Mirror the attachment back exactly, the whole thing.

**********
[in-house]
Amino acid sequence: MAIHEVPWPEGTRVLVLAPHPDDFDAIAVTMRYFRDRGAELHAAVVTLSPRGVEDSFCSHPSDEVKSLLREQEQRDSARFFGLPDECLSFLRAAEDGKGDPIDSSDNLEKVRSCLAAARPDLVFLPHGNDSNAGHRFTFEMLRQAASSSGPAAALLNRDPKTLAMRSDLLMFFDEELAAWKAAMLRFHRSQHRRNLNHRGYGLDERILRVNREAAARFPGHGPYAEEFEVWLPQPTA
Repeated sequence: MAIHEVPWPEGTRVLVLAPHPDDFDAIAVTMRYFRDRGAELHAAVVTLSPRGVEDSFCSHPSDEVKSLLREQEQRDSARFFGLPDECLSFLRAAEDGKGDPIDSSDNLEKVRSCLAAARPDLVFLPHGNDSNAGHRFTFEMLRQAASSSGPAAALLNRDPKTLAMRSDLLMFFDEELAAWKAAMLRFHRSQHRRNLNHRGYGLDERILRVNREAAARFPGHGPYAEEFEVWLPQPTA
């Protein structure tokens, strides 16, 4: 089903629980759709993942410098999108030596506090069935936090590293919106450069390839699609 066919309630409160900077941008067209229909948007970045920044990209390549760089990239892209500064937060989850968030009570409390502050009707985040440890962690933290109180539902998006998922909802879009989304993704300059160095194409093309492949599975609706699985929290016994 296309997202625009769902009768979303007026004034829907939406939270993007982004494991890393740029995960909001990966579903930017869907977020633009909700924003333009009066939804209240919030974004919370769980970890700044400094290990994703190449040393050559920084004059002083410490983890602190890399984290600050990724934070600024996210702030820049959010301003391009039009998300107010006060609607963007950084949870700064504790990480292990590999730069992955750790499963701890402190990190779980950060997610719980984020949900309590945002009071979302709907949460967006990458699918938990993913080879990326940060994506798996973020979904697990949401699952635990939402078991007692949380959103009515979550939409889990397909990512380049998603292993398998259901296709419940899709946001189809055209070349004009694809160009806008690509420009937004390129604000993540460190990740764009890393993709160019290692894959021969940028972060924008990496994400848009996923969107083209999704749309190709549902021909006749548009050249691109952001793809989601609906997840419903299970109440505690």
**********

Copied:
[in-house]
Amino acid sequence: MAIHEVPWPEGTRVLVLAPHPDDFDAIAVTMRYFRDRGAELHAAVVTLSPRGVEDSFCSHPSDEVKSLLREQEQRDSARFFGLPDECLSFLRAAEDGKGDPIDSSDNLEKVRSCLAAARPDLVFLPHGNDSNAGHRFTFEMLRQAASSSGPAAALLNRDPKTLAMRSDLLMFFDEELAAWKAAMLRFHRSQHRRNLNHRGYGLDERILRVNREAAARFPGHGPYAEEFEVWLPQPTA
Repeated sequence: MAIHEVPWPEGTRVLVLAPHPDDFDAIAVTMRYFRDRGAELHAAVVTLSPRGVEDSFCSHPSDEVKSLLREQEQRDSARFFGLPDECLSFLRAAEDGKGDPIDSSDNLEKVRSCLAAARPDLVFLPHGNDSNAGHRFTFEMLRQAASSSGPAAALLNRDPKTLAMRSDLLMFFDEELAAWKAAMLRFHRSQHRRNLNHRGYGLDERILRVNREAAARFPGHGPYAEEFEVWLPQPTA
């Protein structure tokens, strides 16, 4: 089903629980759709993942410098999108030596506090069935936090590293919106450069390839699609 066919309630409160900077941008067209229909948007970045920044990209390549760089990239892209500064937060989850968030009570409390502050009707985040440890962690933290109180539902998006998922909802879009989304993704300059160095194409093309492949599975609706699985929290016994 296309997202625009769902009768979303007026004034829907939406939270993007982004494991890393740029995960909001990966579903930017869907977020633009909700924003333009009066939804209240919030974004919370769980970890700044400094290990994703190449040393050559920084004059002083410490983890602190890399984290600050990724934070600024996210702030820049959010301003391009039009998300107010006060609607963007950084949870700064504790990480292990590999730069992955750790499963701890402190990190779980950060997610719980984020949900309590945002009071979302709907949460967006990458699918938990993913080879990326940060994506798996973020979904697990949401699952635990939402078991007692949380959103009515979550939409889990397909990512380049998603292993398998259901296709419940899709946001189809055209070349004009694809160009806008690509420009937004390129604000993540460190990740764009890393993709160019290692894959021969940028972060924008990496994400848009996923969107083209999704749309190709549902021909006749548009050249691109952001793809989601609906997840419903299970109440505690």